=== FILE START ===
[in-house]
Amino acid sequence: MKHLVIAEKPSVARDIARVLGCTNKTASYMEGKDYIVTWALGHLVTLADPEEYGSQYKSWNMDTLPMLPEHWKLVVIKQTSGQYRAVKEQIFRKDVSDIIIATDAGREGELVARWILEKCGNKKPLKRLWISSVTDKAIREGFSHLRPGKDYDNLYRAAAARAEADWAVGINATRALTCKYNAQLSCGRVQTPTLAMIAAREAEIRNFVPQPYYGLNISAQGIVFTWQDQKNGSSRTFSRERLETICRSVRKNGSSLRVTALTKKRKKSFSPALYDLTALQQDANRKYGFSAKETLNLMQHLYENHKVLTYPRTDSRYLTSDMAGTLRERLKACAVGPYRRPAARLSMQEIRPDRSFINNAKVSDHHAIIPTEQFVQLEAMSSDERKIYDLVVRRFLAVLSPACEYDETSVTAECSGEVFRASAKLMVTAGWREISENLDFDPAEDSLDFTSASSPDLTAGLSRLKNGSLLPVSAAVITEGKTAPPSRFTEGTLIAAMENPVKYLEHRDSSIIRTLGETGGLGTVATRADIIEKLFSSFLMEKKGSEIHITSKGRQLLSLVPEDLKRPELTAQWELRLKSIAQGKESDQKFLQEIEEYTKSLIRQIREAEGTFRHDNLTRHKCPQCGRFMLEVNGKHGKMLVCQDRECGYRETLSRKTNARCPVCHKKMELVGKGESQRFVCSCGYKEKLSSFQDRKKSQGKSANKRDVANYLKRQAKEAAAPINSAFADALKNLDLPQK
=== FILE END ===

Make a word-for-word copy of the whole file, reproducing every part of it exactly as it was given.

[in-house]
Amino acid sequence: MKHLVIAEKPSVARDIARVLGCTNKTASYMEGKDYIVTWALGHLVTLADPEEYGSQYKSWNMDTLPMLPEHWKLVVIKQTSGQYRAVKEQIFRKDVSDIIIATDAGREGELVARWILEKCGNKKPLKRLWISSVTDKAIREGFSHLRPGKDYDNLYRAAAARAEADWAVGINATRALTCKYNAQLSCGRVQTPTLAMIAAREAEIRNFVPQPYYGLNISAQGIVFTWQDQKNGSSRTFSRERLETICRSVRKNGSSLRVTALTKKRKKSFSPALYDLTALQQDANRKYGFSAKETLNLMQHLYENHKVLTYPRTDSRYLTSDMAGTLRERLKACAVGPYRRPAARLSMQEIRPDRSFINNAKVSDHHAIIPTEQFVQLEAMSSDERKIYDLVVRRFLAVLSPACEYDETSVTAECSGEVFRASAKLMVTAGWREISENLDFDPAEDSLDFTSASSPDLTAGLSRLKNGSLLPVSAAVITEGKTAPPSRFTEGTLIAAMENPVKYLEHRDSSIIRTLGETGGLGTVATRADIIEKLFSSFLMEKKGSEIHITSKGRQLLSLVPEDLKRPELTAQWELRLKSIAQGKESDQKFLQEIEEYTKSLIRQIREAEGTFRHDNLTRHKCPQCGRFMLEVNGKHGKMLVCQDRECGYRETLSRKTNARCPVCHKKMELVGKGESQRFVCSCGYKEKLSSFQDRKKSQGKSANKRDVANYLKRQAKEAAAPINSAFADALKNLDLPQK